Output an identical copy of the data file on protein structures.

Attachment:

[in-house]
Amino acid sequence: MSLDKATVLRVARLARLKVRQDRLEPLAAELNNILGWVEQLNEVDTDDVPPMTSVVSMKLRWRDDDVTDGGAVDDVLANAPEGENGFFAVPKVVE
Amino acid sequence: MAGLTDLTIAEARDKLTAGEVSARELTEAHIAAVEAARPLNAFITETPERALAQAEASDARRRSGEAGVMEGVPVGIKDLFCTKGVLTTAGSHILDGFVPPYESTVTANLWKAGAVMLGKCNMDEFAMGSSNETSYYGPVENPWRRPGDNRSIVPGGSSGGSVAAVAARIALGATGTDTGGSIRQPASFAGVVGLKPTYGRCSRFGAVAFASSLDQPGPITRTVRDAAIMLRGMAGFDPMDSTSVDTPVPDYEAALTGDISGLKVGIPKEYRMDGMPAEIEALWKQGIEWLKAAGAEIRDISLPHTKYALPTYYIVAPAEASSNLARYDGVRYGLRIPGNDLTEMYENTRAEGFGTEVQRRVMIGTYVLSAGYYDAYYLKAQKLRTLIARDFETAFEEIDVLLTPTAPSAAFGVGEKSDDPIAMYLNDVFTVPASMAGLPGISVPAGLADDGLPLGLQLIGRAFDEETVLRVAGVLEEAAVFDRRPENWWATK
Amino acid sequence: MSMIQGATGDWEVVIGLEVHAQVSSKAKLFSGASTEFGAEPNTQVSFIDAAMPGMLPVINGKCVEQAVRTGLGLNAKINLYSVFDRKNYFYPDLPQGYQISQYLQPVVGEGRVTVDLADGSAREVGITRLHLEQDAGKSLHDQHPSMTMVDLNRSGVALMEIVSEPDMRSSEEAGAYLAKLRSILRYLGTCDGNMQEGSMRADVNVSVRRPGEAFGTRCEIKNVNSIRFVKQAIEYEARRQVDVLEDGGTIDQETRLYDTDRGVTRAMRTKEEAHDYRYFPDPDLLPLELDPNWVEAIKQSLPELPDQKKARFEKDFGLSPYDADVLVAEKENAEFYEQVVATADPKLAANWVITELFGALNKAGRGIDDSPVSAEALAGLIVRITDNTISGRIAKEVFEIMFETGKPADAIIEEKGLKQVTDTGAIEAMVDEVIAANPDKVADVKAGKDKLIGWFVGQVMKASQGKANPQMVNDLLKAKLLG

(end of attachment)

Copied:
[in-house]
Amino acid sequence: MSLDKATVLRVARLARLKVRQDRLEPLAAELNNILGWVEQLNEVDTDDVPPMTSVVSMKLRWRDDDVTDGGAVDDVLANAPEGENGFFAVPKVVE
Amino acid sequence: MAGLTDLTIAEARDKLTAGEVSARELTEAHIAAVEAARPLNAFITETPERALAQAEASDARRRSGEAGVMEGVPVGIKDLFCTKGVLTTAGSHILDGFVPPYESTVTANLWKAGAVMLGKCNMDEFAMGSSNETSYYGPVENPWRRPGDNRSIVPGGSSGGSVAAVAARIALGATGTDTGGSIRQPASFAGVVGLKPTYGRCSRFGAVAFASSLDQPGPITRTVRDAAIMLRGMAGFDPMDSTSVDTPVPDYEAALTGDISGLKVGIPKEYRMDGMPAEIEALWKQGIEWLKAAGAEIRDISLPHTKYALPTYYIVAPAEASSNLARYDGVRYGLRIPGNDLTEMYENTRAEGFGTEVQRRVMIGTYVLSAGYYDAYYLKAQKLRTLIARDFETAFEEIDVLLTPTAPSAAFGVGEKSDDPIAMYLNDVFTVPASMAGLPGISVPAGLADDGLPLGLQLIGRAFDEETVLRVAGVLEEAAVFDRRPENWWATK
Amino acid sequence: MSMIQGATGDWEVVIGLEVHAQVSSKAKLFSGASTEFGAEPNTQVSFIDAAMPGMLPVINGKCVEQAVRTGLGLNAKINLYSVFDRKNYFYPDLPQGYQISQYLQPVVGEGRVTVDLADGSAREVGITRLHLEQDAGKSLHDQHPSMTMVDLNRSGVALMEIVSEPDMRSSEEAGAYLAKLRSILRYLGTCDGNMQEGSMRADVNVSVRRPGEAFGTRCEIKNVNSIRFVKQAIEYEARRQVDVLEDGGTIDQETRLYDTDRGVTRAMRTKEEAHDYRYFPDPDLLPLELDPNWVEAIKQSLPELPDQKKARFEKDFGLSPYDADVLVAEKENAEFYEQVVATADPKLAANWVITELFGALNKAGRGIDDSPVSAEALAGLIVRITDNTISGRIAKEVFEIMFETGKPADAIIEEKGLKQVTDTGAIEAMVDEVIAANPDKVADVKAGKDKLIGWFVGQVMKASQGKANPQMVNDLLKAKLLG